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By Sumit Roy

Natural gas fell close to 2% to last trade near $3.60/mmbtu after the Energy Information Administration reported that operators injected 82 billion cubic feet into storage, in line with most analyst estimates. The injection was above last year's build of 32 bcf, and above the five-year average build of 72 bcf.


In turn, inventories now stand at 2,687 bcf, which is 448 bcf below the year-ago level and 15 bcf below the five-year average (calculated using a slightly different methodology than the EIA).

The weather last week was close seasonal norms, but much cooler than last year. The Edison Electric Institute said that utilities generated 81,804 GWh in the week ending July 6, which was 12.1% below the same week a year ago.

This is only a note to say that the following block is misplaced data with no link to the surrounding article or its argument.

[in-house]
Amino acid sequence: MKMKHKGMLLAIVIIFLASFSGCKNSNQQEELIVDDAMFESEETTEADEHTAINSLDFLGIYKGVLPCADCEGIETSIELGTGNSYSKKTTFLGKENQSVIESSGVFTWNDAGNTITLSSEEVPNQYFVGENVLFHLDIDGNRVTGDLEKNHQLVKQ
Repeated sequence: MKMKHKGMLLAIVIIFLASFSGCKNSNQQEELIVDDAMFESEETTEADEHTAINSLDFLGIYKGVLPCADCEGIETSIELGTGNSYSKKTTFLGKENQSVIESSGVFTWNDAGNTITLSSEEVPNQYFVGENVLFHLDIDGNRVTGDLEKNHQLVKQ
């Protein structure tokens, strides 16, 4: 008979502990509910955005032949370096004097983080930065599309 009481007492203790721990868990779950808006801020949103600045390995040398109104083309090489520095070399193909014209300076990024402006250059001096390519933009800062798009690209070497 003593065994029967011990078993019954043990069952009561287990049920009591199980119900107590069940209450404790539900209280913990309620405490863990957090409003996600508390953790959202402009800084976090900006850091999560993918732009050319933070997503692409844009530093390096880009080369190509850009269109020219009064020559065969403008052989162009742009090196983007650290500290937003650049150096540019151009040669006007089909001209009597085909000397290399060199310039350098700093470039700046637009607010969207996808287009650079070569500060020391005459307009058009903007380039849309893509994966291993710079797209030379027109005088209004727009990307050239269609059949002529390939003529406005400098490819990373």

Looking forward, the NOAA's six- to 10-day outlook calls for warmer-than-normal temperatures across the West Coast, Midwest, and Northeast, but cooler-than-normal temperatures across much of the South.

NOAA Six- to 10-Day Outlook

Meanwhile, the number of rigs drilling for natural gas in the U.S. rose by two to 355 last week, up from recent 18-year lows, according to Baker Hughes.

Natural Gas Rig Count

Natural Gas

Bottom line: The latest inventory data from the EIA were bearish as the deficit vs. the five-year average fell from 25 bcf to 15 bcf. The deficit continues erode slowly but surely, and inventories are expected to swing into a surplus later this month. The weather last week was close to seasonal norms, thus the reported 82 bcf injection -- 10 bcf above the five-year average -- indicates the market was roughly 1.5 bcf/d looser than normal. Combined with a relatively normal summer thus far, we do not see any significant upside catalysts for natural gas on the horizon. As storage returns into surplus territory, prices may continue to drift toward the low-$3s in the coming months before rebounding ahead of the winter heating season.

Source: Natural Gas Prices Will Fall More, No Upside Catalysts Seen Until Winter